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Virtual schools pose problems, LFT says

LFT President Steve Monaghan tells a BESE committee about problems with virtual charter schools.

Study says virtual charters are suspect for both financial and student performance reasons

(Baton Rouge – September 16, 2009) Considering the problems plaguing virtual or cyber schools in other states, Louisiana should proceed carefully before granting charters to schools that exist mainly on the Internet, Louisiana Federation of Teachers President Steve Monaghan said today.

“The decision you will soon be asked to make is not without consequences,” Monaghan told a committee of the Board of Elementary and Secondary Education. He was speaking about requests to issue charters for three new schools the likes of which haven’t been seen before in Louisiana.

The stakes are high because Louisiana currently has no state guidelines for establishing virtual or cyber schools. If these charters are granted, Monaghan said, they will effectively become the state template for all such schools.

BESE will consider the charter requests in October, but asked the Department of Education to provide background information on virtual schools this month. The department gave members of the State Authorized School Oversight Committee copies of four briefs that describe the so-called new frontier of cyber schools in glowing terms.

Monaghan told the committee that other published studies question the efficacy of cyber or virtual schools, and document the negative effects they can have on other charter and traditional public schools.

A RAND Corporation study on virtual charter schools notes that virtual charters are suspect for both financial and student performance reasons, Monaghan said. In California, for example, the RAND study “found that non-classroom based charter schools exhibited lower test scores” than traditional or charter schools.

In Ohio, where 34 of the state’s 328 charters are virtual, their effect on student achievement was “negative, substantial and (in three of four estimates) statistically significant,” according to RAND.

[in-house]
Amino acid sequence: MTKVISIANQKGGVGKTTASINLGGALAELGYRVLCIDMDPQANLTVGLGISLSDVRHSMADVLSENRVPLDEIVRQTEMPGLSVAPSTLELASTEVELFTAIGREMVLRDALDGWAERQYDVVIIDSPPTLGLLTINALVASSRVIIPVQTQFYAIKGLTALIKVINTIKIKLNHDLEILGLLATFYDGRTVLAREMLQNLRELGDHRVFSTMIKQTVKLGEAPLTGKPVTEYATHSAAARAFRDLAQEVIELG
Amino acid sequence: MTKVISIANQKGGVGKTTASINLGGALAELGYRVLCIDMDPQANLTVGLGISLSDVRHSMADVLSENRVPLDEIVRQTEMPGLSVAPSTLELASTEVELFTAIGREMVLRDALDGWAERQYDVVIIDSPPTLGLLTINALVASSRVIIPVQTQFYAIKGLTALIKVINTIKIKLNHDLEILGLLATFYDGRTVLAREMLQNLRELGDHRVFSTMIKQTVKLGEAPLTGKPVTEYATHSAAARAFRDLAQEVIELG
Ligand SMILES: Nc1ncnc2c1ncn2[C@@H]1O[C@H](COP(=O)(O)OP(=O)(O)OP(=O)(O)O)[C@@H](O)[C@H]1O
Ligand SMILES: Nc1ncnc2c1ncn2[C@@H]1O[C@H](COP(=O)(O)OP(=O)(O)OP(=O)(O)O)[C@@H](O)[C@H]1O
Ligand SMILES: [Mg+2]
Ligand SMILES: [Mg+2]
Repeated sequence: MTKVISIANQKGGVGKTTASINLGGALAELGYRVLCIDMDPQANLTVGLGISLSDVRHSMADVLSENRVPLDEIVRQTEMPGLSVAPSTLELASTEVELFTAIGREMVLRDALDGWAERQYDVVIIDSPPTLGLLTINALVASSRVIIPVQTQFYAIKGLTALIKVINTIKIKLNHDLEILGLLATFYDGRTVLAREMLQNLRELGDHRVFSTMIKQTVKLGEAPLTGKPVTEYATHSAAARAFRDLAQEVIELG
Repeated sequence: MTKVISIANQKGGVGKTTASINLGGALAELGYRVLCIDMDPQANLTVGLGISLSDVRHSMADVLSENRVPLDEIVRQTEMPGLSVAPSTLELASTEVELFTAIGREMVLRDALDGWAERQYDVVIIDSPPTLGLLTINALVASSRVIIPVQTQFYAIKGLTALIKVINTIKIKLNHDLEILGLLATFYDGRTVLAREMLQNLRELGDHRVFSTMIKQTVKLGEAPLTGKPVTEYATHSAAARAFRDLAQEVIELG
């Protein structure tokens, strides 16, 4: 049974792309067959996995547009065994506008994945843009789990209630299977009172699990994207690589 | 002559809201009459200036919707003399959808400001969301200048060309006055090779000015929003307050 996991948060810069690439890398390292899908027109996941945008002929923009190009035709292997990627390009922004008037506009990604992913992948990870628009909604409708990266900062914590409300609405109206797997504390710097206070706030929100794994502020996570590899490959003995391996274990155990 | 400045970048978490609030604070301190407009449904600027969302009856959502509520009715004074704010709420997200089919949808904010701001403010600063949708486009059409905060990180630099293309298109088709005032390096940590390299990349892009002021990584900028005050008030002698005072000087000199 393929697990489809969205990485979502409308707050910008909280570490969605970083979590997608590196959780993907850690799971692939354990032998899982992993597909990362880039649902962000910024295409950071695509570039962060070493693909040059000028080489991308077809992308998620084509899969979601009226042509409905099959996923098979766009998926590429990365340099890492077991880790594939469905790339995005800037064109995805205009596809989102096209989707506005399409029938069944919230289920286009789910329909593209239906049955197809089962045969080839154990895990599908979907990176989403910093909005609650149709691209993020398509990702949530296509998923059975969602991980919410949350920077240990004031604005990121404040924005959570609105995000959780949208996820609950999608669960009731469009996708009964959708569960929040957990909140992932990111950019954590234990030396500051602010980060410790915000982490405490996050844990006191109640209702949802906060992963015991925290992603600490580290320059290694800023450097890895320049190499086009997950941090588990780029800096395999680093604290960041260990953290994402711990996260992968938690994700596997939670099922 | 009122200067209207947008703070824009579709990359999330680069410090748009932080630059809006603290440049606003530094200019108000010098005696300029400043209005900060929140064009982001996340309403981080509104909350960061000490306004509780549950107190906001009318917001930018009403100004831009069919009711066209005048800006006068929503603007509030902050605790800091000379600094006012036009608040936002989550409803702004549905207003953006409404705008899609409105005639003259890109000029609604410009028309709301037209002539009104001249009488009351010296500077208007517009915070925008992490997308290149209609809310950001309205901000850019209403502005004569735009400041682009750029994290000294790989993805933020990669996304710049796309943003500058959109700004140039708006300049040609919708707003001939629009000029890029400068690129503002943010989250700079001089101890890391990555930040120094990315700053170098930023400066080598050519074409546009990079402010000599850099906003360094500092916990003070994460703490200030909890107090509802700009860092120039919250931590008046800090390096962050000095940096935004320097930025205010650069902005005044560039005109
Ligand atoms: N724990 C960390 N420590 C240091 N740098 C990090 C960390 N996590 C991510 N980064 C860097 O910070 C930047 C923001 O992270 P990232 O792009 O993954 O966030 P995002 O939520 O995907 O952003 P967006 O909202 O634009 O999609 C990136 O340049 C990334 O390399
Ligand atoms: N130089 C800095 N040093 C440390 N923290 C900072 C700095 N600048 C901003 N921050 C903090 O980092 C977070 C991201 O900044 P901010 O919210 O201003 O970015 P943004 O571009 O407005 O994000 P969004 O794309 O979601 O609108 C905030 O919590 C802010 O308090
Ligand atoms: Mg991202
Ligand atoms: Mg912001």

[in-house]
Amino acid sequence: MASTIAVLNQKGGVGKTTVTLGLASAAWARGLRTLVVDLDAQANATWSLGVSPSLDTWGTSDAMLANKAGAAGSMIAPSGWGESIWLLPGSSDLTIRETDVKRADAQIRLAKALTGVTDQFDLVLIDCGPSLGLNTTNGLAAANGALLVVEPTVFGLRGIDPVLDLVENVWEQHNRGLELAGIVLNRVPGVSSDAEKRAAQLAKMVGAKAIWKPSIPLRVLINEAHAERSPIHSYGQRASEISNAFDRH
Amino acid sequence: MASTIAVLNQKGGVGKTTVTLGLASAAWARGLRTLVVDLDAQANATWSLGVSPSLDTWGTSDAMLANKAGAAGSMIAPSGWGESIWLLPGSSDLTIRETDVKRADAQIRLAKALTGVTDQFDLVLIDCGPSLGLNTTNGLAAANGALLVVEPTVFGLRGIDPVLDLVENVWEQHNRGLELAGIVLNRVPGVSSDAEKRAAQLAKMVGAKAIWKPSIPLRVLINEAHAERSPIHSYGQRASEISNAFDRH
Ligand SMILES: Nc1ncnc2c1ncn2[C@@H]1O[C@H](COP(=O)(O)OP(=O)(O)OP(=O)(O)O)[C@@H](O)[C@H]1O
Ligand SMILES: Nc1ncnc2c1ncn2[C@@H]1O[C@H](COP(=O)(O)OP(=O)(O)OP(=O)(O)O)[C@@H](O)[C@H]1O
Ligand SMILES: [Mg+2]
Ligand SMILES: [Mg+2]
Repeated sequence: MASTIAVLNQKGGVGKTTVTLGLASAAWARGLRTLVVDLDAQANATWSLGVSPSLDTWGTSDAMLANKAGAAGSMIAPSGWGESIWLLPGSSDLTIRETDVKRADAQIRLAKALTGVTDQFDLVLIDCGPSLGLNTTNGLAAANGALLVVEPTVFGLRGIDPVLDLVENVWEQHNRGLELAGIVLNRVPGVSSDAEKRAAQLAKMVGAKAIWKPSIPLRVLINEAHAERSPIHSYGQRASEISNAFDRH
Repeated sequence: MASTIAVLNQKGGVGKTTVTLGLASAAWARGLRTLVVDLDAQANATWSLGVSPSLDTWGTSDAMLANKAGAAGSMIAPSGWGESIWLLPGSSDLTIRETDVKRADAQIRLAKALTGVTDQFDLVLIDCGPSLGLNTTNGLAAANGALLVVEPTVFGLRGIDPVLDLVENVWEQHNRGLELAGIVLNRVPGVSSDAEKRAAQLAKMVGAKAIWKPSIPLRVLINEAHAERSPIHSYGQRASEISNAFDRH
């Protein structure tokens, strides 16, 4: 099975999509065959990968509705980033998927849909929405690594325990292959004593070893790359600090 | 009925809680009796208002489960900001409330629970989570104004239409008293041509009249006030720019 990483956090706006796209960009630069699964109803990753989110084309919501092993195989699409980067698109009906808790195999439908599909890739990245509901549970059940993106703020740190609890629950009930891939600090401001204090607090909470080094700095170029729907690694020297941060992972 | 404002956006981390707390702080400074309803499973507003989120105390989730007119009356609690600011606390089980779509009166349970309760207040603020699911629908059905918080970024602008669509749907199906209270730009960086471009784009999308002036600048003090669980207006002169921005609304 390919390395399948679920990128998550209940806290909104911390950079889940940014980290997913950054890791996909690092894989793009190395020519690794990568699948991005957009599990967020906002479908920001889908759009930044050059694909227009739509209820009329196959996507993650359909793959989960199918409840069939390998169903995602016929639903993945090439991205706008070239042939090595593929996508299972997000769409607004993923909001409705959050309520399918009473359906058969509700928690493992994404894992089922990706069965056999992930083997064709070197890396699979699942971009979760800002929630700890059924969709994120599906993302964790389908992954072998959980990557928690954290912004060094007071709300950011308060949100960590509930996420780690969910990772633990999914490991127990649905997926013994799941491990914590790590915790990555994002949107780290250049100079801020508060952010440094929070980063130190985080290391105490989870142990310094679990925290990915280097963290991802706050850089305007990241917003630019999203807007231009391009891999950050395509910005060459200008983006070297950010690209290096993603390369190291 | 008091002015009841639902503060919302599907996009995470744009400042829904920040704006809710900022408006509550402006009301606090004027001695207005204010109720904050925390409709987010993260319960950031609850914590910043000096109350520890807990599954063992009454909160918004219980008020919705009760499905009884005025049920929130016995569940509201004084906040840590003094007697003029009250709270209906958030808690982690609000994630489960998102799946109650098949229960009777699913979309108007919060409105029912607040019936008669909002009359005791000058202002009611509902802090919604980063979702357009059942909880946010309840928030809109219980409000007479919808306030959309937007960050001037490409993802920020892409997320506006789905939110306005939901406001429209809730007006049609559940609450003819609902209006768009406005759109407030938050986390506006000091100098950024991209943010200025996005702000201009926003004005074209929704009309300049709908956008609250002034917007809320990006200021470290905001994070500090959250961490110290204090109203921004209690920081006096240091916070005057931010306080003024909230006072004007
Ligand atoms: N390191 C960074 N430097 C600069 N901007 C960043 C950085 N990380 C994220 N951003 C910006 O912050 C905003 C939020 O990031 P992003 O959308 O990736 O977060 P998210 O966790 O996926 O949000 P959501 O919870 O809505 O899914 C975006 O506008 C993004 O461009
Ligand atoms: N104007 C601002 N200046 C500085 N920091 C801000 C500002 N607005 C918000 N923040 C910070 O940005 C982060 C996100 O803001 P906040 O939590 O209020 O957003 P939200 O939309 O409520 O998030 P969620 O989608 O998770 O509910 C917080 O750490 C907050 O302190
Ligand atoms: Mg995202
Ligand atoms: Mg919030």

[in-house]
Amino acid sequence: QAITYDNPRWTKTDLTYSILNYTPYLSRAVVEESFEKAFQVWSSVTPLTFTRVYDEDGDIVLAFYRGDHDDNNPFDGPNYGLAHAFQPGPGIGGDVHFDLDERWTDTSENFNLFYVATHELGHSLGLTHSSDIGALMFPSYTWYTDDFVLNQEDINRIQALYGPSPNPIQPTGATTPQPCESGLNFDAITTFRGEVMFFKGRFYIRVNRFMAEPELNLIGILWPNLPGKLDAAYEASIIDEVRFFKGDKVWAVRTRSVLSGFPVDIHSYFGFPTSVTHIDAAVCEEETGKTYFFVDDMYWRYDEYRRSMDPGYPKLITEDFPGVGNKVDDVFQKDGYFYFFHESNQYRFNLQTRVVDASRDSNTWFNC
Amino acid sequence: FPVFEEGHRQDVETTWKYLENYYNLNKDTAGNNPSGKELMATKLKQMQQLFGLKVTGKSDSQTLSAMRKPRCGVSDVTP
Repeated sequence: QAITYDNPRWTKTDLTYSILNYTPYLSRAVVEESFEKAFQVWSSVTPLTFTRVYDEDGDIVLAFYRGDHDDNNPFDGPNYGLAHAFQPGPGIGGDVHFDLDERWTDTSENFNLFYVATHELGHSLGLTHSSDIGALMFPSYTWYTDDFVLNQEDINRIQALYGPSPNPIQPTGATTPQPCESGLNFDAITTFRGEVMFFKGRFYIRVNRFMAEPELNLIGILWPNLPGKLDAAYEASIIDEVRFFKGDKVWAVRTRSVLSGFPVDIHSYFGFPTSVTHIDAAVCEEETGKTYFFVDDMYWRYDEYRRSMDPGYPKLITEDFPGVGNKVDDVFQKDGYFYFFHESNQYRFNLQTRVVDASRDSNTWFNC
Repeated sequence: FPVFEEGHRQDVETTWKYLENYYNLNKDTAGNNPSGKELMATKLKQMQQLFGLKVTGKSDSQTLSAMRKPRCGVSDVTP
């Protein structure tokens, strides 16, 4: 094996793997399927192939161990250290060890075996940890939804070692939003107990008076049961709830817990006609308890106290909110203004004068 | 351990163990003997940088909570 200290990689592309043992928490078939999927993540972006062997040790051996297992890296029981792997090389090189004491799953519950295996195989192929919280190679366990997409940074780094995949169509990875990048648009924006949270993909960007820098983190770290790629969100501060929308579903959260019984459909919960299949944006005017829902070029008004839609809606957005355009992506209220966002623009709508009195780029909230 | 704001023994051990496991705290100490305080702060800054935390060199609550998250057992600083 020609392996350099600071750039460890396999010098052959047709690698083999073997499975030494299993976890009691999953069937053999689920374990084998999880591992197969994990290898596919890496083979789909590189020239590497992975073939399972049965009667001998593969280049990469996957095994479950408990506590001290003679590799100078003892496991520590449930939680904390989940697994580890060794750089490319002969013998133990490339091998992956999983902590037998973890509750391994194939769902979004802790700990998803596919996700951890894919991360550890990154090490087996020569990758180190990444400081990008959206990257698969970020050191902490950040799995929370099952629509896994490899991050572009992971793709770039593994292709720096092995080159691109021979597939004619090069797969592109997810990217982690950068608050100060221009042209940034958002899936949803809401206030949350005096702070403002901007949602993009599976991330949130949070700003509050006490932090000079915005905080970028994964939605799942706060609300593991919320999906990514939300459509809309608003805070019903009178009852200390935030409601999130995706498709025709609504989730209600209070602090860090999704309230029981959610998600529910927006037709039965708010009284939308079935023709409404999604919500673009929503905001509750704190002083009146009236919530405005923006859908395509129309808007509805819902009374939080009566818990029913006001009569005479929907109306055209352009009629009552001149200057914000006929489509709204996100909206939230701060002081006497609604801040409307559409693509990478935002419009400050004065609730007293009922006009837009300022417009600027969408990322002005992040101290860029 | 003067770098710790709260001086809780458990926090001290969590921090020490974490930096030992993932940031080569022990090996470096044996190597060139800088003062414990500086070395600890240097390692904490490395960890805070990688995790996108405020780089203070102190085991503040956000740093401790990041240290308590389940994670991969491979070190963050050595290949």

A study by a consortium of education advocates found significant problems in an Oregon cyber school experiment, Monaghan said. There, virtual school vendors laid claim to the same portion of state per-pupil funding that was given to other charter and traditional public schools, even though the cost of educating a “laptop student” is just 40% of the cost of a “brick and mortar student.”

Compounding the problem, the study says, is that the Oregon Virtual School District “in essence created a back-door voucher program for home schoolers and other students who have opted out of public education but still want access to the system’s funding to pursue this alternative. Meanwhile, the vast majority of home schooled students do not have access to public dollars for their curricula, and traditional public school students have been deprived of resources intended for their schools.”

A third study confirmed in Pennsylvania the lessons learned from the Oregon experiment: “More than 60% Pennsylvania’s cyber school enrollees were formerly home schooled…as home school parents opt for cyber schools to augment home-school resources, the funding burden shifts from family to taxpayers without input from local school districts or residents…Thus, an unintended result of this unrestricted school choice has been diluted local political control.”

The Pennsylvania study concluded, “Relying on cyber charter schools to develop reliable, honest costs per student and invoice an independent third party, while services to an unrelated user are provided, is a market system that includes consumer choice but fails to incorporate competitive pressures on price, product, and service quality.”

Said Monaghan, “Before we rush headlong into the brave new world of cyber schools, we should carefully consider all of the unintended consequences. There is ample evidence of financial and educational pitfalls with these schools.”